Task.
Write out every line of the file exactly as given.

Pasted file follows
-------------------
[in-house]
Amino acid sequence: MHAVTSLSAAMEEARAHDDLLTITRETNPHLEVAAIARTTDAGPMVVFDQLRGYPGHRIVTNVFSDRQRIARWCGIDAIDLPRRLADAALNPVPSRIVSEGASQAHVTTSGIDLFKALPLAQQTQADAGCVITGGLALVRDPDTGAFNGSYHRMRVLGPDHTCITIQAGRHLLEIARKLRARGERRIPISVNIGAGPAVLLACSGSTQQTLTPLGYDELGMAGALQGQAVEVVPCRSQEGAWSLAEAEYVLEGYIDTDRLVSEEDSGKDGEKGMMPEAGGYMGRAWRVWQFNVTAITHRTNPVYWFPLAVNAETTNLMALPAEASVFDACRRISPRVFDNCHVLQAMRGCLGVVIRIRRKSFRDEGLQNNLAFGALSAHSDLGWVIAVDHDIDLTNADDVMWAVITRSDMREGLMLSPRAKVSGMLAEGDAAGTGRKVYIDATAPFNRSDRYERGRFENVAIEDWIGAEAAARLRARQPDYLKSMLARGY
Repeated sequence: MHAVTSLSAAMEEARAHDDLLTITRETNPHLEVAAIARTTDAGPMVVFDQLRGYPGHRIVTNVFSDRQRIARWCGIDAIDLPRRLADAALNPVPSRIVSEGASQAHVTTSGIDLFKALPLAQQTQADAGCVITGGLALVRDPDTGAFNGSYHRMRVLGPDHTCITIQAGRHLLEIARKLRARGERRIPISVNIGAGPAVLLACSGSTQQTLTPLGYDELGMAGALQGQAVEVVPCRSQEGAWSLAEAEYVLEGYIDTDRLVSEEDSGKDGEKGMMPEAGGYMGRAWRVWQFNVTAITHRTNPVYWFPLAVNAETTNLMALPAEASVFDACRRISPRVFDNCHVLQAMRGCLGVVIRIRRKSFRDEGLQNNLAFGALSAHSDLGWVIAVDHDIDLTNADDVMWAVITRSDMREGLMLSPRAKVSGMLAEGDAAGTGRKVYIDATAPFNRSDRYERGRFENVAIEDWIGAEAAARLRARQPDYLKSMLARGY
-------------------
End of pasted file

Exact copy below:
[in-house]
Amino acid sequence: MHAVTSLSAAMEEARAHDDLLTITRETNPHLEVAAIARTTDAGPMVVFDQLRGYPGHRIVTNVFSDRQRIARWCGIDAIDLPRRLADAALNPVPSRIVSEGASQAHVTTSGIDLFKALPLAQQTQADAGCVITGGLALVRDPDTGAFNGSYHRMRVLGPDHTCITIQAGRHLLEIARKLRARGERRIPISVNIGAGPAVLLACSGSTQQTLTPLGYDELGMAGALQGQAVEVVPCRSQEGAWSLAEAEYVLEGYIDTDRLVSEEDSGKDGEKGMMPEAGGYMGRAWRVWQFNVTAITHRTNPVYWFPLAVNAETTNLMALPAEASVFDACRRISPRVFDNCHVLQAMRGCLGVVIRIRRKSFRDEGLQNNLAFGALSAHSDLGWVIAVDHDIDLTNADDVMWAVITRSDMREGLMLSPRAKVSGMLAEGDAAGTGRKVYIDATAPFNRSDRYERGRFENVAIEDWIGAEAAARLRARQPDYLKSMLARGY
Repeated sequence: MHAVTSLSAAMEEARAHDDLLTITRETNPHLEVAAIARTTDAGPMVVFDQLRGYPGHRIVTNVFSDRQRIARWCGIDAIDLPRRLADAALNPVPSRIVSEGASQAHVTTSGIDLFKALPLAQQTQADAGCVITGGLALVRDPDTGAFNGSYHRMRVLGPDHTCITIQAGRHLLEIARKLRARGERRIPISVNIGAGPAVLLACSGSTQQTLTPLGYDELGMAGALQGQAVEVVPCRSQEGAWSLAEAEYVLEGYIDTDRLVSEEDSGKDGEKGMMPEAGGYMGRAWRVWQFNVTAITHRTNPVYWFPLAVNAETTNLMALPAEASVFDACRRISPRVFDNCHVLQAMRGCLGVVIRIRRKSFRDEGLQNNLAFGALSAHSDLGWVIAVDHDIDLTNADDVMWAVITRSDMREGLMLSPRAKVSGMLAEGDAAGTGRKVYIDATAPFNRSDRYERGRFENVAIEDWIGAEAAARLRARQPDYLKSMLARGY